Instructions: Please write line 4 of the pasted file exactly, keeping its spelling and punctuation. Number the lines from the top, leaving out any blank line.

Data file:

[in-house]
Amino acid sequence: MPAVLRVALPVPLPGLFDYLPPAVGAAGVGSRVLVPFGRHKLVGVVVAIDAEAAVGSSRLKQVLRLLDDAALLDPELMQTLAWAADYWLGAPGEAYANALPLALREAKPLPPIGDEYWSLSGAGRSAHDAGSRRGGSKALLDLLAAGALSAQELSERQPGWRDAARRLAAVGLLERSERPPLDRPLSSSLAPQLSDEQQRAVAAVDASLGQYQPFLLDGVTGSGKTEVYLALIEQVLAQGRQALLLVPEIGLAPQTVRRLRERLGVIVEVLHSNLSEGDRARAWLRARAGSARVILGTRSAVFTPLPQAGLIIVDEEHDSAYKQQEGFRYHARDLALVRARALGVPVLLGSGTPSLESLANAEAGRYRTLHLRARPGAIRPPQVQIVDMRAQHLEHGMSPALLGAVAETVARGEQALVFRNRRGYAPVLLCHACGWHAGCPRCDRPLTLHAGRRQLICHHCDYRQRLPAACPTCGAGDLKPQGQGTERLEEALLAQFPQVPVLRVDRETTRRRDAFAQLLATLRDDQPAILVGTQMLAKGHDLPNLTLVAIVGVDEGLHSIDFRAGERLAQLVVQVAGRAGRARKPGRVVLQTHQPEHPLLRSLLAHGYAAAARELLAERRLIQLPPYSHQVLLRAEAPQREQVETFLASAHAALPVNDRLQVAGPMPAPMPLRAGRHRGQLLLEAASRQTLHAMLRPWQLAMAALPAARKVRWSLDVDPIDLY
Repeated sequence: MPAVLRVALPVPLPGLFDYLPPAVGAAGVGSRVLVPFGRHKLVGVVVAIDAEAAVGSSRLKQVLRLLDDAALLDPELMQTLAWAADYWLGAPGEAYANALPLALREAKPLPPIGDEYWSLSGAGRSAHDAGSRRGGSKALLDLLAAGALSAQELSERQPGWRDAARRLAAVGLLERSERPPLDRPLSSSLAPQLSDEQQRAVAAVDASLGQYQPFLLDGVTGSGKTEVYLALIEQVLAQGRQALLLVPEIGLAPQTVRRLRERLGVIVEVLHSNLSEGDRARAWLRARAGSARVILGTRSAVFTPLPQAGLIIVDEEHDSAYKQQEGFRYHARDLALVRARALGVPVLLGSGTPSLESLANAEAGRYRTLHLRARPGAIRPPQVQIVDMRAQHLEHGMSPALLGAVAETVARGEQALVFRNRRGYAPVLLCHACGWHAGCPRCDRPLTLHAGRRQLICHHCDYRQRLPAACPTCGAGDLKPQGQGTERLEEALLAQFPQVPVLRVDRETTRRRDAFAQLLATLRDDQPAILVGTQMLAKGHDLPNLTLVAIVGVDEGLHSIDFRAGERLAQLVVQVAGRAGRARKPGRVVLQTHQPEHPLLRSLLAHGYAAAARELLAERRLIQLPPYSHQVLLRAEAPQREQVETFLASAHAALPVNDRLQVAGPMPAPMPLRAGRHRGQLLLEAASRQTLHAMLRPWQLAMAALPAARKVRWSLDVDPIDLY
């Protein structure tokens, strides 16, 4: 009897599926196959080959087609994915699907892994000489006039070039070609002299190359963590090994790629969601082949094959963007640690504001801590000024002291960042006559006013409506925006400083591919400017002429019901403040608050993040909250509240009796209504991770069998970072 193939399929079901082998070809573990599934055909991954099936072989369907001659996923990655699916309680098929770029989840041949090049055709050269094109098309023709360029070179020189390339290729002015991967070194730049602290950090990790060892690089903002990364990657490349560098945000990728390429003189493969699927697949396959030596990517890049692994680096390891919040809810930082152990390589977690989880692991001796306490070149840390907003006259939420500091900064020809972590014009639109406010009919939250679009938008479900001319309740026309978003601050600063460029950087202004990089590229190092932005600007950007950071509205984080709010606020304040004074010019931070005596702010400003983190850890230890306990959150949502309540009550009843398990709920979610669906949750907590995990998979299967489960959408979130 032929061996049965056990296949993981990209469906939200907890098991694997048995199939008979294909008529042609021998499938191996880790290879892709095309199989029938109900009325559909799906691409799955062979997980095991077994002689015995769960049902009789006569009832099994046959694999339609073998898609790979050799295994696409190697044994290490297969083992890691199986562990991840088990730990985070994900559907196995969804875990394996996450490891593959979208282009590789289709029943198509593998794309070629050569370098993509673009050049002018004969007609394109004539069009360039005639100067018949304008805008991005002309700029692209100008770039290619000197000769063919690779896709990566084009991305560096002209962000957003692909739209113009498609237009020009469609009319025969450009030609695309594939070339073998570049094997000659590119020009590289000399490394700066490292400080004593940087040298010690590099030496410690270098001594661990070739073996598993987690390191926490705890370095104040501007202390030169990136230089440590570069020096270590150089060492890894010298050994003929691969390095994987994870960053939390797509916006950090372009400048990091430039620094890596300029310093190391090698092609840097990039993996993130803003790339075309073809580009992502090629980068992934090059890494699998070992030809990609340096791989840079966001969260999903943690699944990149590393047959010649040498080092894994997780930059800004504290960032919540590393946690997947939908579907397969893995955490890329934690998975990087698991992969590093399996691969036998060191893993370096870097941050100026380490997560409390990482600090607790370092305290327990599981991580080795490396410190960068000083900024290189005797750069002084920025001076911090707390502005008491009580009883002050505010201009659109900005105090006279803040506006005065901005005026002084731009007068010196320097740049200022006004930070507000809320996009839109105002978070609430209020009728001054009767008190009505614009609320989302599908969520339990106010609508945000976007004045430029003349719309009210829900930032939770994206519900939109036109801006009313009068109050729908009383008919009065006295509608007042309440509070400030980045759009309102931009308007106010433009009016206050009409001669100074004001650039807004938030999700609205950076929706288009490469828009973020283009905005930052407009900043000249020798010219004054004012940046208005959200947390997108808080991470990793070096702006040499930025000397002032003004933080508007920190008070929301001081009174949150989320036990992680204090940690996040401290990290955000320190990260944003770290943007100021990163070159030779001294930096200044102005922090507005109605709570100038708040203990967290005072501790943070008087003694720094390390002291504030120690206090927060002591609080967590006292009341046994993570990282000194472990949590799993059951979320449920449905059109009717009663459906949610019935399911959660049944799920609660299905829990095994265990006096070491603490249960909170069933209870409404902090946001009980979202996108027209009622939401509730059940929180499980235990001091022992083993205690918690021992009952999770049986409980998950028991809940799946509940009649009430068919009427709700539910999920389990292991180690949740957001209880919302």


């Protein structure tokens, strides 16, 4: 009897599926196959080959087609994915699907892994000489006039070039070609002299190359963590090994790629969601082949094959963007640690504001801590000024002291960042006559006013409506925006400083591919400017002429019901403040608050993040909250509240009796209504991770069998970072 193939399929079901082998070809573990599934055909991954099936072989369907001659996923990655699916309680098929770029989840041949090049055709050269094109098309023709360029070179020189390339290729002015991967070194730049602290950090990790060892690089903002990364990657490349560098945000990728390429003189493969699927697949396959030596990517890049692994680096390891919040809810930082152990390589977690989880692991001796306490070149840390907003006259939420500091900064020809972590014009639109406010009919939250679009938008479900001319309740026309978003601050600063460029950087202004990089590229190092932005600007950007950071509205984080709010606020304040004074010019931070005596702010400003983190850890230890306990959150949502309540009550009843398990709920979610669906949750907590995990998979299967489960959408979130 032929061996049965056990296949993981990209469906939200907890098991694997048995199939008979294909008529042609021998499938191996880790290879892709095309199989029938109900009325559909799906691409799955062979997980095991077994002689015995769960049902009789006569009832099994046959694999339609073998898609790979050799295994696409190697044994290490297969083992890691199986562990991840088990730990985070994900559907196995969804875990394996996450490891593959979208282009590789289709029943198509593998794309070629050569370098993509673009050049002018004969007609394109004539069009360039005639100067018949304008805008991005002309700029692209100008770039290619000197000769063919690779896709990566084009991305560096002209962000957003692909739209113009498609237009020009469609009319025969450009030609695309594939070339073998570049094997000659590119020009590289000399490394700066490292400080004593940087040298010690590099030496410690270098001594661990070739073996598993987690390191926490705890370095104040501007202390030169990136230089440590570069020096270590150089060492890894010298050994003929691969390095994987994870960053939390797509916006950090372009400048990091430039620094890596300029310093190391090698092609840097990039993996993130803003790339075309073809580009992502090629980068992934090059890494699998070992030809990609340096791989840079966001969260999903943690699944990149590393047959010649040498080092894994997780930059800004504290960032919540590393946690997947939908579907397969893995955490890329934690998975990087698991992969590093399996691969036998060191893993370096870097941050100026380490997560409390990482600090607790370092305290327990599981991580080795490396410190960068000083900024290189005797750069002084920025001076911090707390502005008491009580009883002050505010201009659109900005105090006279803040506006005065901005005026002084731009007068010196320097740049200022006004930070507000809320996009839109105002978070609430209020009728001054009767008190009505614009609320989302599908969520339990106010609508945000976007004045430029003349719309009210829900930032939770994206519900939109036109801006009313009068109050729908009383008919009065006295509608007042309440509070400030980045759009309102931009308007106010433009009016206050009409001669100074004001650039807004938030999700609205950076929706288009490469828009973020283009905005930052407009900043000249020798010219004054004012940046208005959200947390997108808080991470990793070096702006040499930025000397002032003004933080508007920190008070929301001081009174949150989320036990992680204090940690996040401290990290955000320190990260944003770290943007100021990163070159030779001294930096200044102005922090507005109605709570100038708040203990967290005072501790943070008087003694720094390390002291504030120690206090927060002591609080967590006292009341046994993570990282000194472990949590799993059951979320449920449905059109009717009663459906949610019935399911959660049944799920609660299905829990095994265990006096070491603490249960909170069933209870409404902090946001009980979202996108027209009622939401509730059940929180499980235990001091022992083993205690918690021992009952999770049986409980998950028991809940799946509940009649009430068919009427709700539910999920389990292991180690949740957001209880919302």